There are a couple of ways to scribe something. Most people seem to use dividers, but we gave those up years ago in favor of any little scrap of wood that's handy. M.Power has a new method and it's a really clever idea. Best of all, it's called the "Perfect Butt," so we can't wait to see what kind of perverts google sends our way after posting this one up. M.Power sent us a sample so we could check out the item ourselves.

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Doug Mahoney at Permalink | Comments (1) | social bookmarking

August 23, 2011

Paslode TetraGrip Subfloor Fastening System - Review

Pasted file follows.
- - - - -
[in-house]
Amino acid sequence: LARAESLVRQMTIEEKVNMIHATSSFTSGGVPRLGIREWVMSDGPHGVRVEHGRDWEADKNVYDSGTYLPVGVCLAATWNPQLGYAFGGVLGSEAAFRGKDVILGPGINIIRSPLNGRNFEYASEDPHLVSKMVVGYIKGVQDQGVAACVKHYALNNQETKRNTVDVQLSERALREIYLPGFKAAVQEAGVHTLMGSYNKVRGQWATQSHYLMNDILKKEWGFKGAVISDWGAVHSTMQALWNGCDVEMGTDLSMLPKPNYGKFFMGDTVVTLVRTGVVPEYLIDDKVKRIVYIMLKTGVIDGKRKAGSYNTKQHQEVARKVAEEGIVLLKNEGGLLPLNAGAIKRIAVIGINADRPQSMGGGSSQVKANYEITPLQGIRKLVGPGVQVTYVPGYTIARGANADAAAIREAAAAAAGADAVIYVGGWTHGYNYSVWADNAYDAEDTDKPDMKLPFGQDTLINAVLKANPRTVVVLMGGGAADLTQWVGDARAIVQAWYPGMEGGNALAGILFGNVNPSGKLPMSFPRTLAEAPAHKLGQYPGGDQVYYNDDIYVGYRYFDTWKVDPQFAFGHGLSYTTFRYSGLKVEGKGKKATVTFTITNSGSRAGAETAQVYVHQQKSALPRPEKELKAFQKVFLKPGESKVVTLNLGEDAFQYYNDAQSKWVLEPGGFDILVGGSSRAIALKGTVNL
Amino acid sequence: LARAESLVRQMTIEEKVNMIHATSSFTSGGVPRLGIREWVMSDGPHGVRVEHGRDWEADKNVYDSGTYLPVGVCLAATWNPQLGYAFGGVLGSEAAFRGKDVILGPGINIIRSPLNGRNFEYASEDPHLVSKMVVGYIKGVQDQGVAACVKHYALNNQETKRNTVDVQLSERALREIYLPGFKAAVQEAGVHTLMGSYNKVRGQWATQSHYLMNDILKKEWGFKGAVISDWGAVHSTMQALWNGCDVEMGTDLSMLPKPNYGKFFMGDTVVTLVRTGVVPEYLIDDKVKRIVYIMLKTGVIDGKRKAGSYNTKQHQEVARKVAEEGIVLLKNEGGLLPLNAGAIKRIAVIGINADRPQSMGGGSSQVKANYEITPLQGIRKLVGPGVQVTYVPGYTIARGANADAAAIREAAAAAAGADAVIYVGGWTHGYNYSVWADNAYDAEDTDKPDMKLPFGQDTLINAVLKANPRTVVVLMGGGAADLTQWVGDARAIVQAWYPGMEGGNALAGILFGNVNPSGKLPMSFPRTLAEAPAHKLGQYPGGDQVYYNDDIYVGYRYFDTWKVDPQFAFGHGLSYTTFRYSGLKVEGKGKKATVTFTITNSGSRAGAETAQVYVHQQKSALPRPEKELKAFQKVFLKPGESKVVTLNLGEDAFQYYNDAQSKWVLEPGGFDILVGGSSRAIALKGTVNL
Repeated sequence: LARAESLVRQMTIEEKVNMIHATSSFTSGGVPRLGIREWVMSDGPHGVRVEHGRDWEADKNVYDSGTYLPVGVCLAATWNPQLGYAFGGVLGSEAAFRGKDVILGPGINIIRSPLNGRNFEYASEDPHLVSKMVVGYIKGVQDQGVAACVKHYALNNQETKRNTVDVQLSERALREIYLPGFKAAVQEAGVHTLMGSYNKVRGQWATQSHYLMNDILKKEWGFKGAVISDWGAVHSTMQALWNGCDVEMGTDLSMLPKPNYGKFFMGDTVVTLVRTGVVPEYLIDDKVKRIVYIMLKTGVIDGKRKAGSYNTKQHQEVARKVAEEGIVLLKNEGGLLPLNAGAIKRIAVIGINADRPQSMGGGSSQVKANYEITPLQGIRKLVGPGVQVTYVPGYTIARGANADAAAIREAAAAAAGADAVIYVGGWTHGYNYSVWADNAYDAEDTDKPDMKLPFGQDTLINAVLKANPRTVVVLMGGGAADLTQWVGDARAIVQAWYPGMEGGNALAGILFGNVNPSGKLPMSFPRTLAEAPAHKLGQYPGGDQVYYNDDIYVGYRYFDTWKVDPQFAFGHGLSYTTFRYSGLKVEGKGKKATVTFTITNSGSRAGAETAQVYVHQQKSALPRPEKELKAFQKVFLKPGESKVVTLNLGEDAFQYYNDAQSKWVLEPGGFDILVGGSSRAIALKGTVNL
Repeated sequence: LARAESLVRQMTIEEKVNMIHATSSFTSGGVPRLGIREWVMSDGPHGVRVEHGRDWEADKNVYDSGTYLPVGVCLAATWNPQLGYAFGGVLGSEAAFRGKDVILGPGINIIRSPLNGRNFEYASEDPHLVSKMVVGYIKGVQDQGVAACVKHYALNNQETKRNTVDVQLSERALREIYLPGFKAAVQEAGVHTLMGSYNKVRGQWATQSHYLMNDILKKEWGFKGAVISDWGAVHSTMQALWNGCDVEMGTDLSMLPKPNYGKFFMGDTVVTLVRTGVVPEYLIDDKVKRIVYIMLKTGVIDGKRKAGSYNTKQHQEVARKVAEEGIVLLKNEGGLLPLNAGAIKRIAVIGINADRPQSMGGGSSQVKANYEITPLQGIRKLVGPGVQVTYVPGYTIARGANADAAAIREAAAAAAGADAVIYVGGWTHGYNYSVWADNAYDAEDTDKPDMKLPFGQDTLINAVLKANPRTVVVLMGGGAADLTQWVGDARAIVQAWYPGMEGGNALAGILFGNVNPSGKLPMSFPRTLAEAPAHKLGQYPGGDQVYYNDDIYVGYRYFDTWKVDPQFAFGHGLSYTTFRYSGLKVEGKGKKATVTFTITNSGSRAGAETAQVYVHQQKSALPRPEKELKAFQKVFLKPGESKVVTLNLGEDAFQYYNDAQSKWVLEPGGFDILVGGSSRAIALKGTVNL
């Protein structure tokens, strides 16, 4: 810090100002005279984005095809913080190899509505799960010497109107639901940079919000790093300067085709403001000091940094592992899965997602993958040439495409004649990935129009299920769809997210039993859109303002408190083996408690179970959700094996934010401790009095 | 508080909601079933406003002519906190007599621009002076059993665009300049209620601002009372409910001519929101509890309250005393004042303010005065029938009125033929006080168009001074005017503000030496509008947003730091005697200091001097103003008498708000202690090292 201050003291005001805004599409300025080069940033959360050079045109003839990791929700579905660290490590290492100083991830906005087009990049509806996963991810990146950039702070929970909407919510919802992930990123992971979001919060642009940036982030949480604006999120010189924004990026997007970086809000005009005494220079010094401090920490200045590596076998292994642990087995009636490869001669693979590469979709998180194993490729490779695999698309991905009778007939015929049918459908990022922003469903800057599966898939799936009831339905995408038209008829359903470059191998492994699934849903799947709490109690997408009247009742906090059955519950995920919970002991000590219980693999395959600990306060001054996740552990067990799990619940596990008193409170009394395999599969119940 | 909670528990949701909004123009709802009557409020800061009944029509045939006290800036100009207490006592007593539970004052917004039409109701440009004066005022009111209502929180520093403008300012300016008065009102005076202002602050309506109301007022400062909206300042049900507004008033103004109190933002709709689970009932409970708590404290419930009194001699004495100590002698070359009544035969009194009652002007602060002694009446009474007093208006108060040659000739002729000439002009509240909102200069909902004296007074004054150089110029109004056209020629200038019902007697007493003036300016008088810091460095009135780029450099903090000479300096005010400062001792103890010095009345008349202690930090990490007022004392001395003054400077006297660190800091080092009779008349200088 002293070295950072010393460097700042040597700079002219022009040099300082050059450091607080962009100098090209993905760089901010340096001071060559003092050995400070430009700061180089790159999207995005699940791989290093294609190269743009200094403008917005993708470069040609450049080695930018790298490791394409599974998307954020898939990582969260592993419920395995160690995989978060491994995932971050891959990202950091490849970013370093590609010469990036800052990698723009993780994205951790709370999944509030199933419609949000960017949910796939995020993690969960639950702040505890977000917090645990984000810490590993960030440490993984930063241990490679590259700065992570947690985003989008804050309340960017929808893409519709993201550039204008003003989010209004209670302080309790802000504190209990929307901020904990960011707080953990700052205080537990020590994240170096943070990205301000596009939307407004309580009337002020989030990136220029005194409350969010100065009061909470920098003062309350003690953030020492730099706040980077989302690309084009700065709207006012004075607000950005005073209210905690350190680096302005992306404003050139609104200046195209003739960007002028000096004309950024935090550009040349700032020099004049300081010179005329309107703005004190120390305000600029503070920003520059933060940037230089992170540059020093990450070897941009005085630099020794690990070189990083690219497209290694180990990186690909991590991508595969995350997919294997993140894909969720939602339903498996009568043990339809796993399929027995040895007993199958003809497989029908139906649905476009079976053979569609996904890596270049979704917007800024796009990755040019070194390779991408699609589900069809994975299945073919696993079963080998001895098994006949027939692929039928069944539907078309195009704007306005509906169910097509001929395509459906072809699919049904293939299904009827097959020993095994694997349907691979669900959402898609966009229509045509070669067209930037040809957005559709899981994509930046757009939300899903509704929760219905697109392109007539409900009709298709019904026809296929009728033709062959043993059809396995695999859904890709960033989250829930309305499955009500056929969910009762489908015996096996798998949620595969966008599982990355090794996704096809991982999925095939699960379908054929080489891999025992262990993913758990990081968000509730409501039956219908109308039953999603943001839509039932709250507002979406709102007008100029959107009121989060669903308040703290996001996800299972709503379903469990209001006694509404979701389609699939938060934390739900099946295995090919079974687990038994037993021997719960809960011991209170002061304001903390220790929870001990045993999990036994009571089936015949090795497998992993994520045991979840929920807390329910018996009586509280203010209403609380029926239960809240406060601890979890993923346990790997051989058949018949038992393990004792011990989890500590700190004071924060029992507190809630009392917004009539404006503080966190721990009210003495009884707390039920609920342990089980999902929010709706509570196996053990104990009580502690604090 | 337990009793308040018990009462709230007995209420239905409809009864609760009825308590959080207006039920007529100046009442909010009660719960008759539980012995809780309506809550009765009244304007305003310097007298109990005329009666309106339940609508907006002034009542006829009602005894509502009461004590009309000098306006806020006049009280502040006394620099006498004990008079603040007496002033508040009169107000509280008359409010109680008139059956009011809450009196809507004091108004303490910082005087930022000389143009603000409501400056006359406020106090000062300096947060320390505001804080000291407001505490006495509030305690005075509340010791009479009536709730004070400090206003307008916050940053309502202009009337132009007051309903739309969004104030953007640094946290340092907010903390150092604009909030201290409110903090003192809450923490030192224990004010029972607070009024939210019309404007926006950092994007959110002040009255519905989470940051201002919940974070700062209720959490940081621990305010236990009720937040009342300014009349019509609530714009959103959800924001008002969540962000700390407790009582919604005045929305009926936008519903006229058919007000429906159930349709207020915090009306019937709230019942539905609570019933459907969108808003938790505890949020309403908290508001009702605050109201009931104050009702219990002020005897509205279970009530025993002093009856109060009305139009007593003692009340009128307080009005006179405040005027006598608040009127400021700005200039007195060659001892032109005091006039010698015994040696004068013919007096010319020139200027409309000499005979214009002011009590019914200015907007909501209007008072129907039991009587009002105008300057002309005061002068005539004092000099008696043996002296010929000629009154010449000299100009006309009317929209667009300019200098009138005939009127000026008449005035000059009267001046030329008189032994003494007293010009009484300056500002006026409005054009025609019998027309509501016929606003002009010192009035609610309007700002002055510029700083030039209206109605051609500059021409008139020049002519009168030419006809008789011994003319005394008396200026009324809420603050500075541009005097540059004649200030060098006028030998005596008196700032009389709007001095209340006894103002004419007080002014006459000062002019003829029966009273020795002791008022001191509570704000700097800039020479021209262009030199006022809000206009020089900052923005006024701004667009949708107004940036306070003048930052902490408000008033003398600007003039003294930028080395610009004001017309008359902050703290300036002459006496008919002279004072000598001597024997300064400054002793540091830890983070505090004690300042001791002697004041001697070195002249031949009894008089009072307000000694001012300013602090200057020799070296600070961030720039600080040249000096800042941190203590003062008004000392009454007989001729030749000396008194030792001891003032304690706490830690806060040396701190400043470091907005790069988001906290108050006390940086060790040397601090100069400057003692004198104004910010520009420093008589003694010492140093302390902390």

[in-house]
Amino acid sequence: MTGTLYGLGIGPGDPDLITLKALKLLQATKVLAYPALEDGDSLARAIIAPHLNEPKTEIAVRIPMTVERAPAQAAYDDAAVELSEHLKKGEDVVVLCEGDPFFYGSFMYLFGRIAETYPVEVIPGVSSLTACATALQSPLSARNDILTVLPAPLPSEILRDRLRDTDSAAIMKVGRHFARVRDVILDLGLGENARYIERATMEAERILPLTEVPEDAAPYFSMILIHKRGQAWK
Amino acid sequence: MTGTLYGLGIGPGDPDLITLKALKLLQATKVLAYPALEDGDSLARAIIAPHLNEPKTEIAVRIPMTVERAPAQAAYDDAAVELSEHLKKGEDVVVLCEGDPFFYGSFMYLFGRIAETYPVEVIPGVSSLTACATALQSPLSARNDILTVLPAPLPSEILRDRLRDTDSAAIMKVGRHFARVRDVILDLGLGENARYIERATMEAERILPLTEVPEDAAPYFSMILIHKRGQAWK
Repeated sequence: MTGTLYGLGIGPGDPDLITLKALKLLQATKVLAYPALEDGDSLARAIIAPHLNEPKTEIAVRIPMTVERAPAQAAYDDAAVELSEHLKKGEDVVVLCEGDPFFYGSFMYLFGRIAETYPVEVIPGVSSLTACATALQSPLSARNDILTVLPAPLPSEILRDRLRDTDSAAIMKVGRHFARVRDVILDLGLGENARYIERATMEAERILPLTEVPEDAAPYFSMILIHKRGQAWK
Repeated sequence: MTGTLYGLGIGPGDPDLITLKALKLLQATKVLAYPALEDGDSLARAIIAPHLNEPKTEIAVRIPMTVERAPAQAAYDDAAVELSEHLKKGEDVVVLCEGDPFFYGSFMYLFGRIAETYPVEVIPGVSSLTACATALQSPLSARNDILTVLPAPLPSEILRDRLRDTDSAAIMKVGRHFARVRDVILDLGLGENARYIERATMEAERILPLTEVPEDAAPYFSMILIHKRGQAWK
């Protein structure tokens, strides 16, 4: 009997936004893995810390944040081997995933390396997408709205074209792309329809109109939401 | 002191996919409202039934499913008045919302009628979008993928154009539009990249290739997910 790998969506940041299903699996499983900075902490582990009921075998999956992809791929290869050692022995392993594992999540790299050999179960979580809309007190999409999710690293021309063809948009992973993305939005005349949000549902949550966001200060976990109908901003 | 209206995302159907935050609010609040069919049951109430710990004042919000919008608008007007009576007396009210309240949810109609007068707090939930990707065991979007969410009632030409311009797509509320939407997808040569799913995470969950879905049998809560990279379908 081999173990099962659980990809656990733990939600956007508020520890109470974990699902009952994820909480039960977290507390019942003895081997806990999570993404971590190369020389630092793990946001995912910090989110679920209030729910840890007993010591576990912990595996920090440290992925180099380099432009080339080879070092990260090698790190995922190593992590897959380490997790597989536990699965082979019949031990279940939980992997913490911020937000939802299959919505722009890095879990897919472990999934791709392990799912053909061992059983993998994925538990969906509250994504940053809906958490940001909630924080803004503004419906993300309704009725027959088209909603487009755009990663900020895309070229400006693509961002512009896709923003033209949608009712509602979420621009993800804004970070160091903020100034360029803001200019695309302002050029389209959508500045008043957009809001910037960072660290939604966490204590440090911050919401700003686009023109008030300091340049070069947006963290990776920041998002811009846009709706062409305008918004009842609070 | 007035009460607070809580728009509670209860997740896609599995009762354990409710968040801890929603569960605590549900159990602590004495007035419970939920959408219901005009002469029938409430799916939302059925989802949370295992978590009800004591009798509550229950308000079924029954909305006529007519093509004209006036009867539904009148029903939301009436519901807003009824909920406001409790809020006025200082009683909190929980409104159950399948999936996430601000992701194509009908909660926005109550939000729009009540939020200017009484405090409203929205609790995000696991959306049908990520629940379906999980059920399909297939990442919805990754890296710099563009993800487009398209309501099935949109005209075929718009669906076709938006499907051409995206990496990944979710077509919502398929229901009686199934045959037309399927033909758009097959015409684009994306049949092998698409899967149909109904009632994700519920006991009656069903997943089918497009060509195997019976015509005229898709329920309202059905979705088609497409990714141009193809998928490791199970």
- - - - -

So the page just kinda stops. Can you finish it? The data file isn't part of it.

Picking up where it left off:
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Floor squeaks are the last thing a client wants to hear after shelling out the big bucks for a new home or a renovation. It may sound like a squeak to you, but what your client is actually hearing is, "...the contractor is a dumbass..." Don't be that dumbass.

Squeaks are usually the product of a nail rubbing against wood. Wood, as our old boss used to say, is "a terrible building material; it shrinks, it rots, it expands, it warps, it splits," and on and on (after a glass of tequila, the rant could go on for a solid ten minutes) and one of the byproducts of this lack of structural integrity is the squeak.

Seems like more often than not, the squeak comes from the subfloor installation. There are a few ways to prevent the terrible noises at installation; A) smear PL or Liquid Nail all over the joists before nailing off the subfloor or B) screwing down the subfloor. Both methods are sort of time consuming and using construction adhesive adds a significant mess factor.